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Facts About Mint Leaves

By Michelle Z. Donahue ; Updated September 21, 2017
Peppermint and spearmint are grown commercially in the United States for their essential aromatic oils.
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Mint is one of the largest groups of herbaceous perennials, comprising more than 600 individual varieties around the world. While the plant group is made up of 11 distinct species, this Eurasian-African native has been hybridized and cultivated since before Roman times, resulting in hundreds of named cultivars, crosses and selections. The plant can be aggressive, since its rhizomous growth habit allows it to spread quickly. Today, mint leaves have many different uses, as well as a long and storied history.

About Mint

Many mint species are quite cold hardy, such as peppermint, which grows as far north as USDA zone 3. Mint prefers sunny sites, though it will tolerate light shade. While the plant prefers moist soils, mints also tend to be tolerant of soil condition extremes, such as periodic drought or flooding. Peppermint and spearmint are two of the United States’ most important essential oil crops, along with citrus and spice oils like nutmeg, pepper and allspice.

Historical Uses for Mint Leaves

According to ancient Greek and Roman mythology, the plant is named after the nymph Minthe, who was transformed by the god Hades into mint after her death. In the Bible, mint is noted as an acceptable form of tithe payment, and the plant was also strewn on church and synagogue floors even into modern times. Romans used mint for flavorings but also regarded it as a symbol of welcome. In medieval times, mint was used along with rushes and other aromatic herbs to hide foul odors in and around the home.

Mint Flavor Uses

Mint is known primarily for its use in flavorings, such as peppermint and spearmint used in candies. The essential oil in peppermint, menthol, is a powerful aromatic oil that is used not only to flavor the ubiquitous holiday candy cane, but also is used in breath fresheners, cigarettes, cold sore medicines, itch-relief lotions and mouthwashes. Mint leaves are also a common ingredient in uncaffeinated herbal teas; peppermint is said to relieve indigestion, reduce flatulence and relieve some effects of ulcerative colitis.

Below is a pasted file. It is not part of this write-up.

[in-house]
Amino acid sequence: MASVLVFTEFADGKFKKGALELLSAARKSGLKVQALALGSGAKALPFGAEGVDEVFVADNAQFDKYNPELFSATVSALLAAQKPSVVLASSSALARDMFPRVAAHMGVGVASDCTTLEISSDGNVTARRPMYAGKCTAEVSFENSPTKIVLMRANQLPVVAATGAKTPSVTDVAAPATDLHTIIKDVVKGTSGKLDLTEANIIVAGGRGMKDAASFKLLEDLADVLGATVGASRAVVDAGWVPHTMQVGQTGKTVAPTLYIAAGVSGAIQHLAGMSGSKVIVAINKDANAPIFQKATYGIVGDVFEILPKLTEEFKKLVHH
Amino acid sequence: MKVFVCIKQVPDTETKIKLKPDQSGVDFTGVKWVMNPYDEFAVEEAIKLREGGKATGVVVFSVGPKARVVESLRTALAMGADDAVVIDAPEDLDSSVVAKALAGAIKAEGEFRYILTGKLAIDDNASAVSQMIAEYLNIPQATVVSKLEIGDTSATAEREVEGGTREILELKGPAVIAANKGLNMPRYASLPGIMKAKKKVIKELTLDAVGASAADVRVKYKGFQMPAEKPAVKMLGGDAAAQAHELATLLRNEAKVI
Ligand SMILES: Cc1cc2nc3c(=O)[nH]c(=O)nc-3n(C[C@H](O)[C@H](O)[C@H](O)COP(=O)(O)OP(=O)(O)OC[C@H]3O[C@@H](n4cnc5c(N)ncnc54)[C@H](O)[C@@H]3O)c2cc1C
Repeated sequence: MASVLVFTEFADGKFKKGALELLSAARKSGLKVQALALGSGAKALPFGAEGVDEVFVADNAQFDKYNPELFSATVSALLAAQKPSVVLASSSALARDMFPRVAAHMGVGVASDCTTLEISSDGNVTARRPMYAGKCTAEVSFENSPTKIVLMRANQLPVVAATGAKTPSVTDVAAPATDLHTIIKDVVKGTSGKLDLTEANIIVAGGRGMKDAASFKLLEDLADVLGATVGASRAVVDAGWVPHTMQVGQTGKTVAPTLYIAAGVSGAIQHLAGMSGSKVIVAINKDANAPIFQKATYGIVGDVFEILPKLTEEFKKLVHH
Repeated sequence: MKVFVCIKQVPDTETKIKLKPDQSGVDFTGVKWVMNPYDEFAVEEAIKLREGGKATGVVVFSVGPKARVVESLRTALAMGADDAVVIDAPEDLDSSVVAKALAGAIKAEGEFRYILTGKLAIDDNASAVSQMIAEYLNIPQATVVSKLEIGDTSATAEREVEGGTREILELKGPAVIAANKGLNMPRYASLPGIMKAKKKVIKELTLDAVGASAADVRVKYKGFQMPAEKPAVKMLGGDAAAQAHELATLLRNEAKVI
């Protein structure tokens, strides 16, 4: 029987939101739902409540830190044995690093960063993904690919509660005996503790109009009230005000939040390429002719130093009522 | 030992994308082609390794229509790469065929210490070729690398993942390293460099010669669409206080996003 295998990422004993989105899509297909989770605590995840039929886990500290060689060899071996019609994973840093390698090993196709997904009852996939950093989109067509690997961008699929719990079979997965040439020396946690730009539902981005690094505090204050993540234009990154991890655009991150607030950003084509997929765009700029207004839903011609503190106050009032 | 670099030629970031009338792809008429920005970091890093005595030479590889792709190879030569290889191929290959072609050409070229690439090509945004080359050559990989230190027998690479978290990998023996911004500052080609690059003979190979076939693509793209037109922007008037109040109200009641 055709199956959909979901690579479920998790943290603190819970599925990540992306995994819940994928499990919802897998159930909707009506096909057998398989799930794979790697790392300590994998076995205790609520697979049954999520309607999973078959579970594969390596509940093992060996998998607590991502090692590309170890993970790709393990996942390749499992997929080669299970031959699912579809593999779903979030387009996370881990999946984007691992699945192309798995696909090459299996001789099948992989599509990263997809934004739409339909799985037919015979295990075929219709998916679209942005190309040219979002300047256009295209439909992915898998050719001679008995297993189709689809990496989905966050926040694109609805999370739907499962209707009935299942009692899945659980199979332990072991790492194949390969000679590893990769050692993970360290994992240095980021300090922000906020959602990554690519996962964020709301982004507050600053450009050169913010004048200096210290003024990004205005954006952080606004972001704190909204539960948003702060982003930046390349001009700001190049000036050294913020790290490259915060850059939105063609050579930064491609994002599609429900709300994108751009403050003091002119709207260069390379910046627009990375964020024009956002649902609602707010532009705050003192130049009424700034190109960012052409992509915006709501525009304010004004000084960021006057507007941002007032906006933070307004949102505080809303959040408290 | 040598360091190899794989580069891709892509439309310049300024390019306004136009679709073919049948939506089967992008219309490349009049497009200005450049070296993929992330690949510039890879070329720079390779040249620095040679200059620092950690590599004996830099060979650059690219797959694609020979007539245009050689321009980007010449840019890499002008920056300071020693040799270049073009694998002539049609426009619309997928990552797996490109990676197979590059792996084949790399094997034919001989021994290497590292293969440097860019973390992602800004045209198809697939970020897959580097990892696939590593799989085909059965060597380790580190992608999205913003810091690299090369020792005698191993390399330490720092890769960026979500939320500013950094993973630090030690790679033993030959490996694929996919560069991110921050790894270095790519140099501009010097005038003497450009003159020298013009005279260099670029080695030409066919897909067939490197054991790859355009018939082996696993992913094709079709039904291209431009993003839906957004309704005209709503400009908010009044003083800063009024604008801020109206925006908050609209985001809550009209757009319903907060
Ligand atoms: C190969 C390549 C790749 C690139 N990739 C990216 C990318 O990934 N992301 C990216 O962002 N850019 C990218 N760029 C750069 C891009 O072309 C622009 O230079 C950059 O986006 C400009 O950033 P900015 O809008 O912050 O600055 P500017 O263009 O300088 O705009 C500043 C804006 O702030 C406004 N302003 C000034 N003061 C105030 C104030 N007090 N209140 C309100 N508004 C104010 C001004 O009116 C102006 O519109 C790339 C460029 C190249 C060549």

Menthol Overdose Precautions

Though menthol in products like toothpaste, mouthwash, medications and confections is usually at a very low concentration, some individuals may experience overdose-like reactions when ingesting or applying products containing menthol. Shortness of breath, blood in the urine, dizziness, rapid heartbeat, convulsions, diarrhea and vomiting are symptoms of menthol overdose, and affected individuals should seek immediate emergency care.

Other Mint Leaf Uses

Mint grown at home can be used to flavor oils and vinegars; crushed and scattered about the cupboards, mint supposedly helps repel invading mice and other household pests. In the garden, mint is said to reduce aphid populations when an infestation on roses or other affected plants is sprayed with mint-infused water. When crushed and mixed with a cosmetic oil, mint may help relieve migraine headaches as well as facial or other muscular tension.


About the Author


Michelle Z. Donahue has worked as a journalist in the Washington, D.C., region since 2001. After several years as a government and economic reporter, she now specializes in gardening and science topics. Donahue holds a bachelor's degree in English from Vanderbilt University.